The Atlantic

The Strange Infinities of e-Commerce

When it costs as much to retail 200,000 things as one thing, the world gets a little odd.
Source: Alexis Madrigal

When the tube from arrived at my door, I rushed inside, popped off the lid, and unfurled my inspirational poster. On it, a quote from the science-fiction author and journalist Annalee Newitz hovered in a curly font over a photograph of a pier reaching into a tropical ocean.

“When I was a policy analyst at the Electronic Frontier Foundation, I became obsessed with end user license agreements.”

I am a huge fan of Newitz, but you wouldn’t say she’s famous-famous, and I’m not sure this is a notable-enough statement by anyone to hang on a wall. So why was it for sale on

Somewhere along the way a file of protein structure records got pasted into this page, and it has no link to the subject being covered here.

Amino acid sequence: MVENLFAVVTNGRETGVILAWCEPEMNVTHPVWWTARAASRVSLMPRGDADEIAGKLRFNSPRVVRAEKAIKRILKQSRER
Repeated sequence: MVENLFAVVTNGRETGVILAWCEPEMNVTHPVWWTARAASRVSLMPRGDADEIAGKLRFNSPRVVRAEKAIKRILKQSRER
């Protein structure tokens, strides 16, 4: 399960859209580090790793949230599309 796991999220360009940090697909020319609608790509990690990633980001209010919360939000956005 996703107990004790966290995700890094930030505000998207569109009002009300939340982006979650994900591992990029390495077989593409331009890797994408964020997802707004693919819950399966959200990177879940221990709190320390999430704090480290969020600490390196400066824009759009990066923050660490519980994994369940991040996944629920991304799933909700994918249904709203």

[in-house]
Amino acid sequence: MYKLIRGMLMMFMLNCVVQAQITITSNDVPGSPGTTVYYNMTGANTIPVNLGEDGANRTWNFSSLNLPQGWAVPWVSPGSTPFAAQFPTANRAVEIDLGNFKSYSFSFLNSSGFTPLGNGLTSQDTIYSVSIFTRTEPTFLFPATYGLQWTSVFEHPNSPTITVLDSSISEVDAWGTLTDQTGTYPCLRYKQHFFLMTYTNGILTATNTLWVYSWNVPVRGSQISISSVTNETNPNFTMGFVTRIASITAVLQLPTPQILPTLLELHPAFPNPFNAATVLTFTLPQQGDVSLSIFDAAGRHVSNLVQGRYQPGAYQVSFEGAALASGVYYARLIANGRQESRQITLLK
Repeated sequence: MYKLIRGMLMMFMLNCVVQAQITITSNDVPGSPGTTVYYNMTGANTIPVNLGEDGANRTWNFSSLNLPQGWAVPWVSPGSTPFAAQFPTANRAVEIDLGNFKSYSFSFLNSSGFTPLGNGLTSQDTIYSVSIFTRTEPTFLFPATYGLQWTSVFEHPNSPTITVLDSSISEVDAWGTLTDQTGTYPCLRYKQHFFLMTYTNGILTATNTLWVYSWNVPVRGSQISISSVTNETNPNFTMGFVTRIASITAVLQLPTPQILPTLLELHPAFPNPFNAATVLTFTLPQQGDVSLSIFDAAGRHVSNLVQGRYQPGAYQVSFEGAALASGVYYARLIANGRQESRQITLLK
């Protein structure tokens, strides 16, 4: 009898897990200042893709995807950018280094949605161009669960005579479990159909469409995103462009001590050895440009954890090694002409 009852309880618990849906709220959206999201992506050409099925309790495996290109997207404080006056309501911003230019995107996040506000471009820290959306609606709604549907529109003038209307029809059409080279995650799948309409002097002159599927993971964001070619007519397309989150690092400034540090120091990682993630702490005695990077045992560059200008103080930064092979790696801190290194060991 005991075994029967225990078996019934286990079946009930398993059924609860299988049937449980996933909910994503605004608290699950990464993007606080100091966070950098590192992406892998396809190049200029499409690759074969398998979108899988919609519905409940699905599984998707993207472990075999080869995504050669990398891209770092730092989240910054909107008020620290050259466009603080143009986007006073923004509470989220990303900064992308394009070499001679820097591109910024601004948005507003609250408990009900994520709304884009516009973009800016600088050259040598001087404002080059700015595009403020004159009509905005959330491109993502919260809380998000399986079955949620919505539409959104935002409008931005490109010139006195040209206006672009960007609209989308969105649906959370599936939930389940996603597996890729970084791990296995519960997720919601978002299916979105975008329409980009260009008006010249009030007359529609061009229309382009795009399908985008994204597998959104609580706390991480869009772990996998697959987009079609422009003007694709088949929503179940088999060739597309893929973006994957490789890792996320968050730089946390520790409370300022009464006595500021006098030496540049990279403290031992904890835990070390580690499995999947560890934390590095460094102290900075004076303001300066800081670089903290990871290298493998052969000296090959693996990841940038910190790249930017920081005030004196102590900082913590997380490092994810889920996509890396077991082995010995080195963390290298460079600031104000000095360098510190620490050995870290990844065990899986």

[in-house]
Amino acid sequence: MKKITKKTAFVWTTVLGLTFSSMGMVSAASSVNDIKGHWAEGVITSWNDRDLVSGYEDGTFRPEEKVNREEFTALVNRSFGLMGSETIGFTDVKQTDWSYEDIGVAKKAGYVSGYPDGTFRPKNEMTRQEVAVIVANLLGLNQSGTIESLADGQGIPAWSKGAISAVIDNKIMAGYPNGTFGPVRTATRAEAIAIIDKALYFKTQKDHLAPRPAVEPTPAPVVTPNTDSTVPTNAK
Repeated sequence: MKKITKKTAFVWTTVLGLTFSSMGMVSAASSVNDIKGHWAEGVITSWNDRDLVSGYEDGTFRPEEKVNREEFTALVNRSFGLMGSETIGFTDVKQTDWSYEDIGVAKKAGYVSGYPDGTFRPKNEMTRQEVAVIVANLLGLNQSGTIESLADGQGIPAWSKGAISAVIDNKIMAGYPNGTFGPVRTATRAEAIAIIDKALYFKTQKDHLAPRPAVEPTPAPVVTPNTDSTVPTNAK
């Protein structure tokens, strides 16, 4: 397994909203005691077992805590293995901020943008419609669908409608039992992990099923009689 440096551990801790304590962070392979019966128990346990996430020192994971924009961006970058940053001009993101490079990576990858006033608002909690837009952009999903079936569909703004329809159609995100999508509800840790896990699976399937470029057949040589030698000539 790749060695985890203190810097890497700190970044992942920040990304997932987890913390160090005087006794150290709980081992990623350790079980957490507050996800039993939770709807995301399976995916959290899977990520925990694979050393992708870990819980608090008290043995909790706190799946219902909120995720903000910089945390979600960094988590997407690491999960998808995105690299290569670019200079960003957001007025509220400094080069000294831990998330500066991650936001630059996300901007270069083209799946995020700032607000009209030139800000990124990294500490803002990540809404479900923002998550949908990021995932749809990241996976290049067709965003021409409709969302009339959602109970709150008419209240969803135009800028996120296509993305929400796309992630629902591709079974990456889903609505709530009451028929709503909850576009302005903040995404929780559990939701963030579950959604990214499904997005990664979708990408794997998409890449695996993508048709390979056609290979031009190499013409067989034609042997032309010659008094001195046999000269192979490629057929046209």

The poster is not; Amazon, which has for sellers, says it has 1 million in the United States, although only .  

You're reading a preview, sign up to read more.

More from The Atlantic

The Atlantic25 min readPolitics
An Abandoned Weapon in the Fight Against Hate Speech
A 1952 Supreme Court ruling gave civil-rights groups a way to combat anti-Semitism and other prejudices—but in the years since, it’s largely gone unused.
The Atlantic5 min read
The Joy of Writing a Book With My Dad
For much of my life, he has told me we should work on a book together. When we finally did, it was more rewarding than I could have imagined.
The Atlantic6 min readPolitics
Tyranny Of The 70-Somethings
The Democratic Party’s gerontocracy is holding back the political causes it claims to want to advance.